Posted by: Moby Hick | Link to this comment | 10-18-12 8:13 AM
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I had lunch with a client on Tuesday, and had two pints of beers. I was surprisingly useless for the rest of the afternoon; the beer was some sort of microbrew and I think must have had unusally high ABV.


Posted by: urple | Link to this comment | 10-18-12 8:16 AM
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I say we all go get a lunchtime drink and liveblog it!


Posted by: Sir Kraab | Link to this comment | 10-18-12 8:17 AM
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Not me, I'm home sick nauseated and headachy. And not even because I'm hungover. (Stupidly, I'm feeling incredibly guilty about staying home. I could have dragged myself in late -- I'm not really incapacitated -- but there's nothing urgent going on so there was no real reason to. And I do feel like hell.)


Posted by: LizardBreath | Link to this comment | 10-18-12 8:20 AM
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(I also told the client that the reason I often don't get their work done faster is that I'm "lazy". I think they thought I was joking. But in retrospect that was probably a stupid thing to admit.)


Posted by: urple | Link to this comment | 10-18-12 8:21 AM
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28: My father was a NY architect in the 70's and 80's, at the tail end of Mad Men drinking habits, and they had a semi-explicit policy that no one did any designing after lunch. Afternoons were for meetings, but anything involving making the buildings not fall down happened in the morning.


Posted by: LizardBreath | Link to this comment | 10-18-12 8:23 AM
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Maybe.


Posted by: Moby Hick | Link to this comment | 10-18-12 8:23 AM
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33 to 31.


Posted by: Moby Hick | Link to this comment | 10-18-12 8:23 AM
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It's stupid that I feel guilty for staying home when I'm sick but not incapacitated. It's called sick leave,* not at-death's-door leave, but you wouldn't know if from the culture in a lot of workplaces.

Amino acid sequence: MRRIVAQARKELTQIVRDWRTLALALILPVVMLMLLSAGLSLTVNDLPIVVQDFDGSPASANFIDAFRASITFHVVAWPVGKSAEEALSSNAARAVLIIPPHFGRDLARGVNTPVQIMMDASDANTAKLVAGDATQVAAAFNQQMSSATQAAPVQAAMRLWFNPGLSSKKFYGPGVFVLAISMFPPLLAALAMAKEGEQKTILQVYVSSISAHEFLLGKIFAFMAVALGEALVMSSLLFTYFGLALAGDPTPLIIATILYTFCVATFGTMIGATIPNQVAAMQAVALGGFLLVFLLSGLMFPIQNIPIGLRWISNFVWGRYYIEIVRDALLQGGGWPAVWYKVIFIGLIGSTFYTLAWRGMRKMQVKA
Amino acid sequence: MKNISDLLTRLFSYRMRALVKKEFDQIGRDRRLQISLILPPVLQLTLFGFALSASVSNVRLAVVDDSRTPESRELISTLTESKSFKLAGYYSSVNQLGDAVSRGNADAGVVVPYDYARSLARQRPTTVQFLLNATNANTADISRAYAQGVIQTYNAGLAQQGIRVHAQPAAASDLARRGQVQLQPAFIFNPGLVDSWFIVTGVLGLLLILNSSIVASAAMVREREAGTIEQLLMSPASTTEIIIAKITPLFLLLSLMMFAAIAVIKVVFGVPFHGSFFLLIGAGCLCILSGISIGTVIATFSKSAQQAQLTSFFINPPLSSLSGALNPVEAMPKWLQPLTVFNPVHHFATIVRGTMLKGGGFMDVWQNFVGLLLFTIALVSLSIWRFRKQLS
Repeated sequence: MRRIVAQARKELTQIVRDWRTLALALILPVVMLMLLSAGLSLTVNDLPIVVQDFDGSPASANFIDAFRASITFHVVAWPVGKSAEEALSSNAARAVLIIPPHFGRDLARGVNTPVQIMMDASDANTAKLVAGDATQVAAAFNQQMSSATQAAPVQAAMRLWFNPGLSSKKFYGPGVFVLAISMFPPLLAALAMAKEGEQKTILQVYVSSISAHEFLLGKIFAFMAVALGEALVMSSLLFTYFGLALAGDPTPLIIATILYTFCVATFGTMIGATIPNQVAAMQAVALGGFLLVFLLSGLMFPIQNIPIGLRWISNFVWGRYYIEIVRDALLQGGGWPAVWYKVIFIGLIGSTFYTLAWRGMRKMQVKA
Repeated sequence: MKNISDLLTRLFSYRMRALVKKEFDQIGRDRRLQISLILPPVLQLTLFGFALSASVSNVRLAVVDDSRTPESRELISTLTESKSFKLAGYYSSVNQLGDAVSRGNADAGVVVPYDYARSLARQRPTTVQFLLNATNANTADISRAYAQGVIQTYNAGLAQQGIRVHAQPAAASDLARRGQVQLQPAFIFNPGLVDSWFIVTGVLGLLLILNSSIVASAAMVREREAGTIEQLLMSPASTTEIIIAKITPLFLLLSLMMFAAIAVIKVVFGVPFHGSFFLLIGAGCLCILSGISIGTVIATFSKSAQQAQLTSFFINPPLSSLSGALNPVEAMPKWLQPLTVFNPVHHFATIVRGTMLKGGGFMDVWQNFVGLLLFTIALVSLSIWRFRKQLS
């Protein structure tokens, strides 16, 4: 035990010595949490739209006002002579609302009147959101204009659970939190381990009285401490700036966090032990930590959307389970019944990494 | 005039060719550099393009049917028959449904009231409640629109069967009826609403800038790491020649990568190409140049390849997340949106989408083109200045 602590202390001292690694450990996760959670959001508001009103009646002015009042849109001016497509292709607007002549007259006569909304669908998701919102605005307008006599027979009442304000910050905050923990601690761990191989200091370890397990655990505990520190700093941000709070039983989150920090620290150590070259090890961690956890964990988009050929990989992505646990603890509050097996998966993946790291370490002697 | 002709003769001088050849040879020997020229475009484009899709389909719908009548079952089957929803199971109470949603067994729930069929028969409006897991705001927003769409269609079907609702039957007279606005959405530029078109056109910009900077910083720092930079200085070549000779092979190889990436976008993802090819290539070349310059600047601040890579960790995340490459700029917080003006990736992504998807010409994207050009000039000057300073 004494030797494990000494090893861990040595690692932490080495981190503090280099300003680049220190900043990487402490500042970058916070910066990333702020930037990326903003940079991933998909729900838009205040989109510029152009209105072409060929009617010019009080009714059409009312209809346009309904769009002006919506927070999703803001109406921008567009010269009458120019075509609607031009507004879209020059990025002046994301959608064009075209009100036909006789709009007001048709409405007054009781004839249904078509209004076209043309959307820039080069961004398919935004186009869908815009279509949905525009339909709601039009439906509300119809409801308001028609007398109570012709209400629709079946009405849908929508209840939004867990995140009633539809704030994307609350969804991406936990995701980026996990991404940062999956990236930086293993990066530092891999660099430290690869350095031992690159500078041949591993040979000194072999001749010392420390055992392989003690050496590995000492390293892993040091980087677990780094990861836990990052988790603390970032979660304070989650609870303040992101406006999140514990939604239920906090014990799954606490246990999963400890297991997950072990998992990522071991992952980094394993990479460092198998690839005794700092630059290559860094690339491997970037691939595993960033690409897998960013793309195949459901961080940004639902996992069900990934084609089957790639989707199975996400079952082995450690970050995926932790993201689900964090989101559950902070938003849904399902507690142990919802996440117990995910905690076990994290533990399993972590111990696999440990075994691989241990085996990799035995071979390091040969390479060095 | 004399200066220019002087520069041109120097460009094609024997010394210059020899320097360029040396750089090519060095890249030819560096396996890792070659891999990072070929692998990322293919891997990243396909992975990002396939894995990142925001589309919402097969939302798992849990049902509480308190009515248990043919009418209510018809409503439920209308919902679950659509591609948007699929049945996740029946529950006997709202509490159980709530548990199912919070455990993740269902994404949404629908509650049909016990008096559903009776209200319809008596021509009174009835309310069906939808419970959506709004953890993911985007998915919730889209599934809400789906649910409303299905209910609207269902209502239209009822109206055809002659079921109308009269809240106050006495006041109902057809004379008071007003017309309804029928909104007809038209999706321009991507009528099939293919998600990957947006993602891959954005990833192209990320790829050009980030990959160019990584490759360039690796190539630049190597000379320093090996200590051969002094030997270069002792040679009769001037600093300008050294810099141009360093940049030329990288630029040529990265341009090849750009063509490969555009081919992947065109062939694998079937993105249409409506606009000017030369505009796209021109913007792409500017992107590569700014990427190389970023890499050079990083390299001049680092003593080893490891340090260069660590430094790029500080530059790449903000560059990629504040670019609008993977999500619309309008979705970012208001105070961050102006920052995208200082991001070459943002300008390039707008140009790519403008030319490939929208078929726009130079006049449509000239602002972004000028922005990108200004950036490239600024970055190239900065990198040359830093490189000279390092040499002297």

*For those of us lucky even to have it. (What?! say the European commenters, aghast at this fresh evidence of American barbarism.)


Posted by: Sir Kraab | Link to this comment | 10-18-12 8:26 AM
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they had a semi-explicit policy that no one did any designing after lunch

Isn't there something in Herodotus about a culture that has a rule never to implement any decision made while sober until it's been discussed while drunk?


Posted by: ajay | Link to this comment | 10-18-12 8:27 AM
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I have sixty sick days saved. I should probably call off next time I have a cold.


Posted by: Moby Hick | Link to this comment | 10-18-12 8:29 AM
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36. The Persians, no less. Discuss any proposition drunk, then review the decision in the morning when sober. If it still seems like a good idea, implement.

Complete fabrication, obviously. I heard the same thing said of the Kikuyu in the 1960s.


Posted by: chris y | Link to this comment | 10-18-12 8:33 AM
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36: And vice versa, per Larry Gonick.


Posted by: Minivet | Link to this comment | 10-18-12 8:34 AM